Doctor of Music

January 12, 2007

“Doctor of Music.” Hmm, what does that mean? I have a Ph. D. in Music from Harvard. Students call me “doctor.” That is the same word we use for the person who gives us our physical exam every year, and the person who keeps our teeth healthy, and the person who help us see better, and the mad scientist who created Frankenstein––we are all called “Doctor.” The Oxford-American Dictionary tells us:


I remind my students that musicians have a magical gift. A power that is unique to musicians. We can change the biochemistry, the emotional state, and neurological synapses in people. Music can make us cry, laugh, want to dance, want to sing, want to fight, want to worship. Music provides a legal high for its listener. Music heals. If we are blue, depressed, angry, or in some unsettled state, music can rope us in and take us to a place that is happier.

That happy place can usually only be self-prescribed, meaning, it is the musical equivalent of prescribing medicine for yourself. Only YOU know what music can do to you. Even though I am a musical doctor, just because a piece of music has been exhilarating to me, is no guarantee that it will be so to my “patient.” It might, but no guarantee.

It was this possibility, giving my “patients” musical prescriptions, that set my mind daydreaming this morning. I would have therapy sessions with patients. They would come in complaining of depression. I would tell them to see a medical doctor and/or a licensed therapist for professional advice, but before you do that, I’d like you to put Beethoven’s Pastoral Symphony on your iPod and walk down along the ocean front until you have finished listening to it (about an hour). While you are listening, be receptive to the music. Let it take you, shape you, fill you, and evoke the emotions it does. At night, an hour before you go to bed, do stretching exercises in a quiet place and listen to Rachmaninoff’s “Vespers.” Let your stretches all be in slow motion. While you stretch, ride the music. Don’t worry about what they are saying, just go with the music. Close your eyes and breathe with each phrase. The next morning I’d like you to take the same walk, but listen to Steve Reich’s “Six Marimbas.” Then go to work. At night, make dinner and eat while you listen and sing along with Norah Jones. […and so forth]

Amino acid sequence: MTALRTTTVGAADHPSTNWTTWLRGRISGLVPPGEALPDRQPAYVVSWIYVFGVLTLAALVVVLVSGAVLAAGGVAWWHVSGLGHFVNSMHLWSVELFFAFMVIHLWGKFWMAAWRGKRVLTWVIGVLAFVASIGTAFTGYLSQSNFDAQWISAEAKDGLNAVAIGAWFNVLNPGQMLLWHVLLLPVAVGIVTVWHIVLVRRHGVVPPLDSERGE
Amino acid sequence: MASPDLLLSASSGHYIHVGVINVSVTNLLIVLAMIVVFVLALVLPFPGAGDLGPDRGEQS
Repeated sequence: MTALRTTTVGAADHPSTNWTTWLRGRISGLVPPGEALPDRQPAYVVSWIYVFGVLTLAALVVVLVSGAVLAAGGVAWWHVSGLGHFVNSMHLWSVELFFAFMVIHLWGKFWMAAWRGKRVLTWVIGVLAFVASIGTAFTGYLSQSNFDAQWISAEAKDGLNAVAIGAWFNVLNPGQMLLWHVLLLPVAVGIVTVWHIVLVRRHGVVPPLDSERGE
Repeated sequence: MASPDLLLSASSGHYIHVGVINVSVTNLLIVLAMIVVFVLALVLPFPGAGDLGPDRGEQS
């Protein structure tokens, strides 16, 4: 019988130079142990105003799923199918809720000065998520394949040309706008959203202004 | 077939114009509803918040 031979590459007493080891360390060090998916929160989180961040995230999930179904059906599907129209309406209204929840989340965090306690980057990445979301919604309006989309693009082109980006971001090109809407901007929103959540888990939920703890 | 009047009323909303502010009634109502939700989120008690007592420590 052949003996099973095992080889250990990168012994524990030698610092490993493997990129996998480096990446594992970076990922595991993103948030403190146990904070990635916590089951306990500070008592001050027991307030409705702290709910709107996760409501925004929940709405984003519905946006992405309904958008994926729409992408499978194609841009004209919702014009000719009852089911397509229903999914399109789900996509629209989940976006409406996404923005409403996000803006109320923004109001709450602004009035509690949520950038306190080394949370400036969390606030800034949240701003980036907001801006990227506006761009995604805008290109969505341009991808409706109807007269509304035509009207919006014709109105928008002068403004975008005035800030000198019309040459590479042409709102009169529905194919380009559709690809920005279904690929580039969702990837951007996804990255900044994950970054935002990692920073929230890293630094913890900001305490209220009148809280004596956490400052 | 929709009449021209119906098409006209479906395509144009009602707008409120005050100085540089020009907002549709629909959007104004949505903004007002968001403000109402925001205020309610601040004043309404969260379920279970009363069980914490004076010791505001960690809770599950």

I think I’ve found a calling for my retirement. Being a musical doctor. Heck, there are a lot of people who want to be told what to listen to. Dying to learn about classical music but are afraid to ask. I’d set up shop, they can come ask me what to begin with, and I’d write them a prescription.

Music changes us, but it is temporary, like food, sleep, oxygen, and health. It behooves both future musical doctors as well as individuals to get to know as much music as possible so that when you self-prescribe, you have a large medicine cabinet.

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